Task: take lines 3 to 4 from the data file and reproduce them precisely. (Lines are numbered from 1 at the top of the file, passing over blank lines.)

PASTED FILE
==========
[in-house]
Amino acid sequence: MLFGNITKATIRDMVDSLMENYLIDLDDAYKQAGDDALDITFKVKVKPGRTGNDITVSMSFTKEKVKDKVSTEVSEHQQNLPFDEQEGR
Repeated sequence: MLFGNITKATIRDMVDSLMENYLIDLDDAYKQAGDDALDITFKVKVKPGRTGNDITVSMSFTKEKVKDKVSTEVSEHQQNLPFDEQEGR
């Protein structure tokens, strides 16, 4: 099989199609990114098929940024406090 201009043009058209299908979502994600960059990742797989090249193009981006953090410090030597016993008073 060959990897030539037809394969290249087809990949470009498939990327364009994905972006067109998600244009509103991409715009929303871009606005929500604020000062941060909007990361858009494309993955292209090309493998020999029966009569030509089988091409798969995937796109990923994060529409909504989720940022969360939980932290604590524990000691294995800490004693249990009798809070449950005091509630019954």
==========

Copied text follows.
Repeated sequence: MLFGNITKATIRDMVDSLMENYLIDLDDAYKQAGDDALDITFKVKVKPGRTGNDITVSMSFTKEKVKDKVSTEVSEHQQNLPFDEQEGR
């Protein structure tokens, strides 16, 4: 099989199609990114098929940024406090 201009043009058209299908979502994600960059990742797989090249193009981006953090410090030597016993008073 060959990897030539037809394969290249087809990949470009498939990327364009994905972006067109998600244009509103991409715009929303871009606005929500604020000062941060909007990361858009494309993955292209090309493998020999029966009569030509089988091409798969995937796109990923994060529409909504989720940022969360939980932290604590524990000691294995800490004693249990009798809070449950005091509630019954």